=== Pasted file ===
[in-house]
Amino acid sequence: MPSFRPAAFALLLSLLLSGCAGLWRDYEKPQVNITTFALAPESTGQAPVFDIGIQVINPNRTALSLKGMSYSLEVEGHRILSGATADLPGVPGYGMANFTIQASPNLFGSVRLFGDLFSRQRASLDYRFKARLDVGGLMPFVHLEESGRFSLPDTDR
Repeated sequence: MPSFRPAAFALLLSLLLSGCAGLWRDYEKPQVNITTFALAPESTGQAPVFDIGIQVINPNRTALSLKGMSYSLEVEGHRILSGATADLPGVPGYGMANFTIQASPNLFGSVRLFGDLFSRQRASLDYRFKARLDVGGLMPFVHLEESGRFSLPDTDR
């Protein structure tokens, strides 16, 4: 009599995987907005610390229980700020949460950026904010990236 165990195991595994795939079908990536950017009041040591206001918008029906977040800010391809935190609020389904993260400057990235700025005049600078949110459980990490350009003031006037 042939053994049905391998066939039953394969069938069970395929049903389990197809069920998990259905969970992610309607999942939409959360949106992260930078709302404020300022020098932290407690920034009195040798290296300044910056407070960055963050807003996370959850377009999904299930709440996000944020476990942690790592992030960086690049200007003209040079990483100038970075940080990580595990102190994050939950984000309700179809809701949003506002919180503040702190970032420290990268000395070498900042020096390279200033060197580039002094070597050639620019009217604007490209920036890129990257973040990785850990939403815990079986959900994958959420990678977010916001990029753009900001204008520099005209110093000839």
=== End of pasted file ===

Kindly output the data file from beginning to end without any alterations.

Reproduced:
[in-house]
Amino acid sequence: MPSFRPAAFALLLSLLLSGCAGLWRDYEKPQVNITTFALAPESTGQAPVFDIGIQVINPNRTALSLKGMSYSLEVEGHRILSGATADLPGVPGYGMANFTIQASPNLFGSVRLFGDLFSRQRASLDYRFKARLDVGGLMPFVHLEESGRFSLPDTDR
Repeated sequence: MPSFRPAAFALLLSLLLSGCAGLWRDYEKPQVNITTFALAPESTGQAPVFDIGIQVINPNRTALSLKGMSYSLEVEGHRILSGATADLPGVPGYGMANFTIQASPNLFGSVRLFGDLFSRQRASLDYRFKARLDVGGLMPFVHLEESGRFSLPDTDR
């Protein structure tokens, strides 16, 4: 009599995987907005610390229980700020949460950026904010990236 165990195991595994795939079908990536950017009041040591206001918008029906977040800010391809935190609020389904993260400057990235700025005049600078949110459980990490350009003031006037 042939053994049905391998066939039953394969069938069970395929049903389990197809069920998990259905969970992610309607999942939409959360949106992260930078709302404020300022020098932290407690920034009195040798290296300044910056407070960055963050807003996370959850377009999904299930709440996000944020476990942690790592992030960086690049200007003209040079990483100038970075940080990580595990102190994050939950984000309700179809809701949003506002919180503040702190970032420290990268000395070498900042020096390279200033060197580039002094070597050639620019009217604007490209920036890129990257973040990785850990939403815990079986959900994958959420990678977010916001990029753009900001204008520099005209110093000839």